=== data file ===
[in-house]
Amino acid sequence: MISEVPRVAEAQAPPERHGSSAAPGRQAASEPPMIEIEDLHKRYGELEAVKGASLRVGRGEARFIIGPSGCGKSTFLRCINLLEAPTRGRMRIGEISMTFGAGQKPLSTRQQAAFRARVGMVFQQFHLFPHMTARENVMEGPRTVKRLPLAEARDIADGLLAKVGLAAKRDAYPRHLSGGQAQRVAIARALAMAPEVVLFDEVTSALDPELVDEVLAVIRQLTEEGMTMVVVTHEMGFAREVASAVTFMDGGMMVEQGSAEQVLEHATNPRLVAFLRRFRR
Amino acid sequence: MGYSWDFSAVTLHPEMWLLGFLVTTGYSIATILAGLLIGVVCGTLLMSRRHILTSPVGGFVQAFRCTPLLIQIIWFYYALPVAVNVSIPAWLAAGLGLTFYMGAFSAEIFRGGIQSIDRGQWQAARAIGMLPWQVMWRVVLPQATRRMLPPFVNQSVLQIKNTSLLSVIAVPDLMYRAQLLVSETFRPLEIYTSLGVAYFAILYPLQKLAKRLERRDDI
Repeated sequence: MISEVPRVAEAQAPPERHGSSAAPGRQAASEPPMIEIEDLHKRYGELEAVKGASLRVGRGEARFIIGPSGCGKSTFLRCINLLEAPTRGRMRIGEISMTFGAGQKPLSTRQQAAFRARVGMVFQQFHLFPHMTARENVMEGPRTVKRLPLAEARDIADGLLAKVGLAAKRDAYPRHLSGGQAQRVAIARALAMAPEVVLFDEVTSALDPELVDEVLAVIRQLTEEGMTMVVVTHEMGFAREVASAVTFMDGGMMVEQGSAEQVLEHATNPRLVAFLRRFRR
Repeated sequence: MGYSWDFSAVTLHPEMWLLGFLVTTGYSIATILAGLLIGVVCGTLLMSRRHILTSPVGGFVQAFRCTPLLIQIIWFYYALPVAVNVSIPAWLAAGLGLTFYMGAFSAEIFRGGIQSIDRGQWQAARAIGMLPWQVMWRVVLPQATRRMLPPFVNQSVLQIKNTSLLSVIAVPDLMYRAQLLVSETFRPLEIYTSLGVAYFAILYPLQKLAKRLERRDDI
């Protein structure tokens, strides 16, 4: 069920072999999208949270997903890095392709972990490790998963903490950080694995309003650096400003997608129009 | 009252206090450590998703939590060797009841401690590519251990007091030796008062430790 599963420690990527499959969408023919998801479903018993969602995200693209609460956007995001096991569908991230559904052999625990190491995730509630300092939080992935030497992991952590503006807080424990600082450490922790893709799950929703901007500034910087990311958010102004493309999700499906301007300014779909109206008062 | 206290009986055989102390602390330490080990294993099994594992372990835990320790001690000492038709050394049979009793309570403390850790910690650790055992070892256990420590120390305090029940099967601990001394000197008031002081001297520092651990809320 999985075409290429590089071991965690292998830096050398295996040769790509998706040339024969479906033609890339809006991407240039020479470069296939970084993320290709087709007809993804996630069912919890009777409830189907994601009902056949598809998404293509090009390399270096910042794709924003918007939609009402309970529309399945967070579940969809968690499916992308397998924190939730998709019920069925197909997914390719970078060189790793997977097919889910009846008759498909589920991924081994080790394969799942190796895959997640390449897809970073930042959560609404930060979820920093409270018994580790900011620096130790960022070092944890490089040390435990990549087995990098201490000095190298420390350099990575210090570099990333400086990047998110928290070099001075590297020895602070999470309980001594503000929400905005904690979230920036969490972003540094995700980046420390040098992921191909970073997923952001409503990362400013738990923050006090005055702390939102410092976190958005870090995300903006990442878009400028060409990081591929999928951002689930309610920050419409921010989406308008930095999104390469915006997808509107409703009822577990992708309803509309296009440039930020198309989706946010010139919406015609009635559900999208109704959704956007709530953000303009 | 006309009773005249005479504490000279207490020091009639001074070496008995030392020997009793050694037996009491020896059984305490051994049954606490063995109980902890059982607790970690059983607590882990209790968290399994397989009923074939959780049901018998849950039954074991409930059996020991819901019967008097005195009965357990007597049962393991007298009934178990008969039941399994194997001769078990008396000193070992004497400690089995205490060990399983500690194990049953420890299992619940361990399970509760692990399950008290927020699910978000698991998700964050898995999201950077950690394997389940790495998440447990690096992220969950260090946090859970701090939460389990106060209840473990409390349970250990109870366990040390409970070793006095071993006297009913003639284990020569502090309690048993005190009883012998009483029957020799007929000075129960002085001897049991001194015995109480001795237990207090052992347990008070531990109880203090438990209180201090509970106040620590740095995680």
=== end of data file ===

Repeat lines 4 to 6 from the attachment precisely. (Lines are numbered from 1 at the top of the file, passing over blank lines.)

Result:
Repeated sequence: MISEVPRVAEAQAPPERHGSSAAPGRQAASEPPMIEIEDLHKRYGELEAVKGASLRVGRGEARFIIGPSGCGKSTFLRCINLLEAPTRGRMRIGEISMTFGAGQKPLSTRQQAAFRARVGMVFQQFHLFPHMTARENVMEGPRTVKRLPLAEARDIADGLLAKVGLAAKRDAYPRHLSGGQAQRVAIARALAMAPEVVLFDEVTSALDPELVDEVLAVIRQLTEEGMTMVVVTHEMGFAREVASAVTFMDGGMMVEQGSAEQVLEHATNPRLVAFLRRFRR
Repeated sequence: MGYSWDFSAVTLHPEMWLLGFLVTTGYSIATILAGLLIGVVCGTLLMSRRHILTSPVGGFVQAFRCTPLLIQIIWFYYALPVAVNVSIPAWLAAGLGLTFYMGAFSAEIFRGGIQSIDRGQWQAARAIGMLPWQVMWRVVLPQATRRMLPPFVNQSVLQIKNTSLLSVIAVPDLMYRAQLLVSETFRPLEIYTSLGVAYFAILYPLQKLAKRLERRDDI
């Protein structure tokens, strides 16, 4: 069920072999999208949270997903890095392709972990490790998963903490950080694995309003650096400003997608129009 | 009252206090450590998703939590060797009841401690590519251990007091030796008062430790 599963420690990527499959969408023919998801479903018993969602995200693209609460956007995001096991569908991230559904052999625990190491995730509630300092939080992935030497992991952590503006807080424990600082450490922790893709799950929703901007500034910087990311958010102004493309999700499906301007300014779909109206008062 | 206290009986055989102390602390330490080990294993099994594992372990835990320790001690000492038709050394049979009793309570403390850790910690650790055992070892256990420590120390305090029940099967601990001394000197008031002081001297520092651990809320 999985075409290429590089071991965690292998830096050398295996040769790509998706040339024969479906033609890339809006991407240039020479470069296939970084993320290709087709007809993804996630069912919890009777409830189907994601009902056949598809998404293509090009390399270096910042794709924003918007939609009402309970529309399945967070579940969809968690499916992308397998924190939730998709019920069925197909997914390719970078060189790793997977097919889910009846008759498909589920991924081994080790394969799942190796895959997640390449897809970073930042959560609404930060979820920093409270018994580790900011620096130790960022070092944890490089040390435990990549087995990098201490000095190298420390350099990575210090570099990333400086990047998110928290070099001075590297020895602070999470309980001594503000929400905005904690979230920036969490972003540094995700980046420390040098992921191909970073997923952001409503990362400013738990923050006090005055702390939102410092976190958005870090995300903006990442878009400028060409990081591929999928951002689930309610920050419409921010989406308008930095999104390469915006997808509107409703009822577990992708309803509309296009440039930020198309989706946010010139919406015609009635559900999208109704959704956007709530953000303009 | 006309009773005249005479504490000279207490020091009639001074070496008995030392020997009793050694037996009491020896059984305490051994049954606490063995109980902890059982607790970690059983607590882990209790968290399994397989009923074939959780049901018998849950039954074991409930059996020991819901019967008097005195009965357990007597049962393991007298009934178990008969039941399994194997001769078990008396000193070992004497400690089995205490060990399983500690194990049953420890299992619940361990399970509760692990399950008290927020699910978000698991998700964050898995999201950077950690394997389940790495998440447990690096992220969950260090946090859970701090939460389990106060209840473990409390349970250990109870366990040390409970070793006095071993006297009913003639284990020569502090309690048993005190009883012998009483029957020799007929000075129960002085001897049991001194015995109480001795237990207090052992347990008070531990109880203090438990209180201090509970106040620590740095995680």